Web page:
Reconciling the Research: Municipal Finance Officers on the Role of Performance Data in the Budget Process

By Kelly, Janet M.; Riverbark, William C. | Public Administration Quarterly, Summer 2002 | Go to article overview

Reconciling the Research: Municipal Finance Officers on the Role of Performance Data in the Budget Process


Kelly, Janet M., Riverbark, William C., Public Administration Quarterly


ABSTRACT

Research on the use of performance measurement points to contradictory conclusions. Most municipalities self-report that they collect performance data on a regular basis but actually use the information only sparingly during the budget construction process. To explore what may be happening or not happening, the authors began with a case study of a medium-sized municipality in the southeast, then expanded to a survey of similar-sized cities in the same region. They conclude that most municipalities are indeed collecting performance data but are simply adding them to the budget document after the deliberation process is over. The role of the budget office in performance-based reform is discussed along with the organizational changes needed to embrace performance measurement during budget construction.

INTRODUCTION

Can performance measurement systems do for government what they, anecdotally, did for corporate America? The private sector can easily use performance measures to create incentives for individual and department productivity. It does it by linking good performance to rewards. The public sector might also link productivity to rewards but does not, according to the evidence. The hard part of meaningful performance measurement is not in derivation of indicators but in application of results. As Ammons (1999:106-107) states:

The problem is this: unless a government ties its performance measures meaningfully into its management systems-unless those measures are something more than decorations for the budget document, as superficial reporting practices have been called derisively-any enthusiasm for measurement will quickly lose its luster, and probably deserves to.

One implication of this observation is that budget staff and finance staff are critical to the integration of performance measurement into the management process through the budget cycle. This article presents the results of a survey of finance directors in medium-sized southeastern municipalities on the role of performance measures in their budget process. It suggests that line-item expenditures and historical data driven budget construction even in municipalities that report a strong commitment to performance-based management. An especially interesting finding from the survey is the finance directors' reasons for disregarding performance data during budget preparation, given that they also report that city managers and city council members are interested in performance information.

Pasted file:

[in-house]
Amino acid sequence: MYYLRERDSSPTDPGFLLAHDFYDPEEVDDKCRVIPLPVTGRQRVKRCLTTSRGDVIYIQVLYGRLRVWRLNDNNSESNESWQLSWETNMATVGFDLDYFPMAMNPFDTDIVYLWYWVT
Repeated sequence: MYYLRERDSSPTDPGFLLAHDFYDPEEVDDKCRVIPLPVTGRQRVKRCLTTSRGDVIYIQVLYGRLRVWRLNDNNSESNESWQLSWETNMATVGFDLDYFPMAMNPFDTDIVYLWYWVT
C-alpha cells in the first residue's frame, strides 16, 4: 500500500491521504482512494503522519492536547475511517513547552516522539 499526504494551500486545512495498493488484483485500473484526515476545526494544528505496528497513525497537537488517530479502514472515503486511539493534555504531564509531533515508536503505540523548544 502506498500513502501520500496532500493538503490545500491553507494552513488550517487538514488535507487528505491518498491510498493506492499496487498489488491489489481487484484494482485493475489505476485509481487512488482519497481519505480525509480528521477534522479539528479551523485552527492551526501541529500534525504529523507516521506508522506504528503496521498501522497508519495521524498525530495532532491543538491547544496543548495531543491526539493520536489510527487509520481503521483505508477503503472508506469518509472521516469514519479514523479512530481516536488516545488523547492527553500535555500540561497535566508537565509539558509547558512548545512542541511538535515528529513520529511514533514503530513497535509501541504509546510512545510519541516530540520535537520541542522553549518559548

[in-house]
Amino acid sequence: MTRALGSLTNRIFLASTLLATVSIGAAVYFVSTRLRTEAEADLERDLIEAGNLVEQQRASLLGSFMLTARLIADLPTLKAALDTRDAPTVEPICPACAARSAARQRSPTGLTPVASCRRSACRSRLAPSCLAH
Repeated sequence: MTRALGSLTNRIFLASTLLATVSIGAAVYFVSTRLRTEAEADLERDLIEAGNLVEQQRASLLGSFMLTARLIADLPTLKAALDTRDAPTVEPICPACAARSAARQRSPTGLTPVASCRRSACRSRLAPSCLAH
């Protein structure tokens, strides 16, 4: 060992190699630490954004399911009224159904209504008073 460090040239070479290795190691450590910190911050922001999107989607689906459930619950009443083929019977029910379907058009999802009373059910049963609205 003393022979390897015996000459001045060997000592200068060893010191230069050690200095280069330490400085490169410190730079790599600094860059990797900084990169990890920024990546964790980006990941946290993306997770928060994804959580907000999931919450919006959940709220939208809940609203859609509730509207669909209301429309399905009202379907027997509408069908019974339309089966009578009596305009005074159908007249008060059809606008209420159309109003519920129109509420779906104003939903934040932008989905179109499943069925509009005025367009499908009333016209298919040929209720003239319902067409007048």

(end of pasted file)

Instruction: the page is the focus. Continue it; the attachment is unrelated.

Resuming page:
PERFORMANCE MEASUREMENT

Local governments are certainly encouraged to adopt performance measurement. Organizations like the Government Finance Officers Association (ICMA) and the American Society for Public Administration (ASPA) champion its use (Ammons, 19961 Hatry, 1980). The Governmental Accounting Standards Board (GASB) advocates the use of service efforts and accomplishment (SEA) reporting. Local performance measurement is an important management and accountability tool (Brown and Pyers, 1988; Poister and Streib, 1989; Wholey and Harry, 1992). As early as the mid-eighties, outcome-based performance had gained national acceptance. A survey of 460 municipalities revealed that 68% of the respondents were measuring performance and 77% were using either a program, zero-base or target-base budget (Poister and McGowan, 1984).

Yet, in direct opposition to the Poister and McGowan (1984) study, Cope (1987) found that 78% of municipalities were using traditional line-item budgets and that performance measures were not critical to the budget construction process. Other self-reported survey data have suggested widespread collection of performance data but examination of actual performance documents revealed limited use (Grizzle, 1987; MacManus, 1984). Finally, Streib and Poiser (1998) reported that 62% of the respondents did not use performance measures at all in a survey of municipalities with populations greater than 25,000. …

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